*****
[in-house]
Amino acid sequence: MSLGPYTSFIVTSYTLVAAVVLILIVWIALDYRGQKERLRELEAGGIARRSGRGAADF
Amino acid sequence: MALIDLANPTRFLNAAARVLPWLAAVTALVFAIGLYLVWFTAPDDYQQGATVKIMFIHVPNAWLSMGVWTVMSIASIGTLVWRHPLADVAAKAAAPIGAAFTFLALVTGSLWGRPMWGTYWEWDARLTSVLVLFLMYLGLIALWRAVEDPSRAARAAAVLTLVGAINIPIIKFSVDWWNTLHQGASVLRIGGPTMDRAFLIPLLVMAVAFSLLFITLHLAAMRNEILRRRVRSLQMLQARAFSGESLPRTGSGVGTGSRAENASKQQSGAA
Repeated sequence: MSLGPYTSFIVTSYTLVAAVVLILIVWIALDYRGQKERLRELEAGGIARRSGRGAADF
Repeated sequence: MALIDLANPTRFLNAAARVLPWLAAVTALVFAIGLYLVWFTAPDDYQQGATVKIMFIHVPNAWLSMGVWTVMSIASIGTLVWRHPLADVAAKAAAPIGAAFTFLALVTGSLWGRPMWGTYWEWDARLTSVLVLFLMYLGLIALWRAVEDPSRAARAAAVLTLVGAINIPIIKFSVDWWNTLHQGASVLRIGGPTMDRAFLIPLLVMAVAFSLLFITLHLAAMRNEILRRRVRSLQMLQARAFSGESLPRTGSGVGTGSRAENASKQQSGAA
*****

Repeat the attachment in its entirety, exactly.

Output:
[in-house]
Amino acid sequence: MSLGPYTSFIVTSYTLVAAVVLILIVWIALDYRGQKERLRELEAGGIARRSGRGAADF
Amino acid sequence: MALIDLANPTRFLNAAARVLPWLAAVTALVFAIGLYLVWFTAPDDYQQGATVKIMFIHVPNAWLSMGVWTVMSIASIGTLVWRHPLADVAAKAAAPIGAAFTFLALVTGSLWGRPMWGTYWEWDARLTSVLVLFLMYLGLIALWRAVEDPSRAARAAAVLTLVGAINIPIIKFSVDWWNTLHQGASVLRIGGPTMDRAFLIPLLVMAVAFSLLFITLHLAAMRNEILRRRVRSLQMLQARAFSGESLPRTGSGVGTGSRAENASKQQSGAA
Repeated sequence: MSLGPYTSFIVTSYTLVAAVVLILIVWIALDYRGQKERLRELEAGGIARRSGRGAADF
Repeated sequence: MALIDLANPTRFLNAAARVLPWLAAVTALVFAIGLYLVWFTAPDDYQQGATVKIMFIHVPNAWLSMGVWTVMSIASIGTLVWRHPLADVAAKAAAPIGAAFTFLALVTGSLWGRPMWGTYWEWDARLTSVLVLFLMYLGLIALWRAVEDPSRAARAAAVLTLVGAINIPIIKFSVDWWNTLHQGASVLRIGGPTMDRAFLIPLLVMAVAFSLLFITLHLAAMRNEILRRRVRSLQMLQARAFSGESLPRTGSGVGTGSRAENASKQQSGAA